4. I care more about life than property. That is not the same as saying I don’t care about the property owners, but thanks for once again explaining to me what I think!

                    5. I care about both, because people spend the days of their lives accumulating property. You destroy their property, you turn the part of their finite lives they spent obtaining it into a waste. They don’t get those hours and days back when you destroy their stuff.

                      Property IS life. Something people on the left seem to never understand.

                    6. People who didn’t work for what they have don’t understand.

                3. I did give an alternative. Actual armed vigilantes “patrolling” roads into wildfire areas were arrested for trying to keep looters out. There were no killings. No mass violence. Of course, these vigilantes were smart enough not to engage the police in violence. Are you saying that the “protesters” in Seattle are too stupid to realize that attacking law enforcement officers is a bad idea that could have extremely violent consequences? Or is this just the ultimate heckler’s veto? Threaten enough violence and you can disregard any laws you like.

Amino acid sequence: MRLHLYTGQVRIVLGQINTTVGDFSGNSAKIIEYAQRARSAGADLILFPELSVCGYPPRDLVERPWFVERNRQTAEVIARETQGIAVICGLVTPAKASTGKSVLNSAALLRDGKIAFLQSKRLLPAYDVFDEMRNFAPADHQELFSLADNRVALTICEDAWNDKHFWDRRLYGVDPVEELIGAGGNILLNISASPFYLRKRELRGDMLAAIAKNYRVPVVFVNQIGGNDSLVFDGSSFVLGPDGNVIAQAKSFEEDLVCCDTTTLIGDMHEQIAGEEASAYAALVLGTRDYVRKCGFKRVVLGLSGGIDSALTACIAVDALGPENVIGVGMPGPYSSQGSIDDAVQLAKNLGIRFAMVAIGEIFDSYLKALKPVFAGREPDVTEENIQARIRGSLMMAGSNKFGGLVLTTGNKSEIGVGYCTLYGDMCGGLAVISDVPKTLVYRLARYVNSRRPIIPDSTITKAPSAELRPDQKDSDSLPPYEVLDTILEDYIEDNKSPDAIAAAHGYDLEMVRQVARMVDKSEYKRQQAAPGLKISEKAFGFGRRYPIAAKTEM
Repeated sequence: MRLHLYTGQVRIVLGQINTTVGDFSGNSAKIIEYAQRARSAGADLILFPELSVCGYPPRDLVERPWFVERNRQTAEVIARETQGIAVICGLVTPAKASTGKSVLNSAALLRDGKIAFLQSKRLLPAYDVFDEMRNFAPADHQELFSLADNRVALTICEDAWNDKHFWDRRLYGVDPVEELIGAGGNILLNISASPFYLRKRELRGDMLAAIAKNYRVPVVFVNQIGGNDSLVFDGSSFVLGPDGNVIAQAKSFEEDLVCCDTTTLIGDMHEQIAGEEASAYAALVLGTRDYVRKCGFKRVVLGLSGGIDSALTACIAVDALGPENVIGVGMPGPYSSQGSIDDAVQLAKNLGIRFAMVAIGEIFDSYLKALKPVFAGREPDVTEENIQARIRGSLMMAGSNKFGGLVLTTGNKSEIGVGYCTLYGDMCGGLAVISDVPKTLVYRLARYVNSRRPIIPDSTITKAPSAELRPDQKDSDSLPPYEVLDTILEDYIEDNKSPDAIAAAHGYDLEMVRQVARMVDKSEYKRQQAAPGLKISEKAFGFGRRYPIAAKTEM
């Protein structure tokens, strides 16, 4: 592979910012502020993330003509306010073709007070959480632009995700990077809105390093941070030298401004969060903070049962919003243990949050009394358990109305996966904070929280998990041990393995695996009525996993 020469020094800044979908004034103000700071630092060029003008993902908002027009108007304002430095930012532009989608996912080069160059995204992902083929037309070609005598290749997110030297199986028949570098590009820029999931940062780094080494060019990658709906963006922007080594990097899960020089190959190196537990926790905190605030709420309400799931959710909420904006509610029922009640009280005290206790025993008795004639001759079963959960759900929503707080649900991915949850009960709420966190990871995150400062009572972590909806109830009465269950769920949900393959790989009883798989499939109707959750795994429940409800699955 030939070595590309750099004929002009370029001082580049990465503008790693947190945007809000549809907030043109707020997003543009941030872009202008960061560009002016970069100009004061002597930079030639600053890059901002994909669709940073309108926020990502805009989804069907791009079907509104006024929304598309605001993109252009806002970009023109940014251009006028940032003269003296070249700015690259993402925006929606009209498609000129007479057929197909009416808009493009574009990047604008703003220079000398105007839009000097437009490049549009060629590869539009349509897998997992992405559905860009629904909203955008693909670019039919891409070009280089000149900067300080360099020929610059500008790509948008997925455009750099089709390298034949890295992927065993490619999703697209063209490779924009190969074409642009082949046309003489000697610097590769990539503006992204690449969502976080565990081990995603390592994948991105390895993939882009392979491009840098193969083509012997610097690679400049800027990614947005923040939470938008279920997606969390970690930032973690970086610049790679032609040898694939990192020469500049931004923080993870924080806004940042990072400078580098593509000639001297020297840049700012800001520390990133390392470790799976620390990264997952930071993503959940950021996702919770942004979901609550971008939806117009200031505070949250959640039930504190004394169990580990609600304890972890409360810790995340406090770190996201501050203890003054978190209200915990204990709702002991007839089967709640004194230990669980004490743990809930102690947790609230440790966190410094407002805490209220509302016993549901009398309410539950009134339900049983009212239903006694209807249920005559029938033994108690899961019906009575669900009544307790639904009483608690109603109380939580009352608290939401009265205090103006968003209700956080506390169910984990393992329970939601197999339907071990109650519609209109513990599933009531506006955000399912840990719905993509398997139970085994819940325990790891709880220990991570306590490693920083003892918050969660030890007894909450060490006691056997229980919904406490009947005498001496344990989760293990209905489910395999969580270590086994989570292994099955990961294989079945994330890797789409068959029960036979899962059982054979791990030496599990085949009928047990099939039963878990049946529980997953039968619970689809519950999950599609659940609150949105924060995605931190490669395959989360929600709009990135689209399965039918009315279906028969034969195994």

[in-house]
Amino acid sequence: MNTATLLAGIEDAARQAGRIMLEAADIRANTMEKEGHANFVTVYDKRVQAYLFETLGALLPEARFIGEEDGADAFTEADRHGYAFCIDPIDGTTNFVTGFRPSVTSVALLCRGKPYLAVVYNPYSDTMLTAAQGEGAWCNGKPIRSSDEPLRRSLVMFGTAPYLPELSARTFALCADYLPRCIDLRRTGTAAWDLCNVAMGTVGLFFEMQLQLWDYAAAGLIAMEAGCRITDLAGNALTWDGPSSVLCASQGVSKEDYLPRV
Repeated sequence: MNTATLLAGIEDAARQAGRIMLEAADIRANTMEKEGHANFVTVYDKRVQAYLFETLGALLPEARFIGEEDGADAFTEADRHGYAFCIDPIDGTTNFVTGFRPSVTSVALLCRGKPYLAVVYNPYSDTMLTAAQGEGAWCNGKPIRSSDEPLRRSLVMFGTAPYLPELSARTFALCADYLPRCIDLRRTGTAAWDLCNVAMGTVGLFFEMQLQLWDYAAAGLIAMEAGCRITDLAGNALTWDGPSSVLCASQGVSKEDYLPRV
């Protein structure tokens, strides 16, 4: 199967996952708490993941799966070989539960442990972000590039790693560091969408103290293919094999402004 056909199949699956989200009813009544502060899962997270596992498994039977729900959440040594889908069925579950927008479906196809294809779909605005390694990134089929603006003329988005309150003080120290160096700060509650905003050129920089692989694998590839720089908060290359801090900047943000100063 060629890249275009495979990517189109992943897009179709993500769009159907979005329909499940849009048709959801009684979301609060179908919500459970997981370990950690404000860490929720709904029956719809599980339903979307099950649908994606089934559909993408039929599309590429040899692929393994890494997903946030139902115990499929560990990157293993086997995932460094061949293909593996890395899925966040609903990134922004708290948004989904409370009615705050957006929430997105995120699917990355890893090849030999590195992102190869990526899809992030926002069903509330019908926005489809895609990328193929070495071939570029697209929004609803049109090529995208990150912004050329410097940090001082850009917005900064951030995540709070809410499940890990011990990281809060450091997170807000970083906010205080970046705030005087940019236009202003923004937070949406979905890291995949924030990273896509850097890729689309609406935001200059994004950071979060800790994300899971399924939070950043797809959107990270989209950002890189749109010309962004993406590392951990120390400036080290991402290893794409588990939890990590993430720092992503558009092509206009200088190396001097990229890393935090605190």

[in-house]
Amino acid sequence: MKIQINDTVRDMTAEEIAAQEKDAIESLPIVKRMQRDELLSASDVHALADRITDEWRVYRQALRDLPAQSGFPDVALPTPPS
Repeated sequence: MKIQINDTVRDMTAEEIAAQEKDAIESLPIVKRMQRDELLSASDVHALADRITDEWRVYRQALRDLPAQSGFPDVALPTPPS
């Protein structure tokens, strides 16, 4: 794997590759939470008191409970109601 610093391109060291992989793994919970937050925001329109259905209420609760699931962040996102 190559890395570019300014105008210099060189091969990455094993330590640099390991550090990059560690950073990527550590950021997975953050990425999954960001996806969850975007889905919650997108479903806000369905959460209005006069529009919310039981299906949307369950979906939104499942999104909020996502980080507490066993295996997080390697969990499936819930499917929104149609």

1. Vigilantes. The nonviolent solution. Of course!

                    There’s a reason that won’t fly in court.

                    1. Vigilante. You keep using that word. I do not think it means what you think it means.

                    2. Harvey literally said vigilantes.

                    3. Harvey compared the thugs in CHOP to vigilantes. Which is what I said: The closest thing to any vigilantes in CHOP were the thugs.

            4. “crackdown on the protestors?”

              Maybe what the city ended up doing? No killings, no mass arrests, no excessive force.

              All it took was CHOPers going to the mayor’s house and bothering her.

              1. That puts the burden of proving that causality on the plaintiff. And also cuts down on the timeline a lot.

        3. We’re not assuming bad faith, we’re observing bad faith.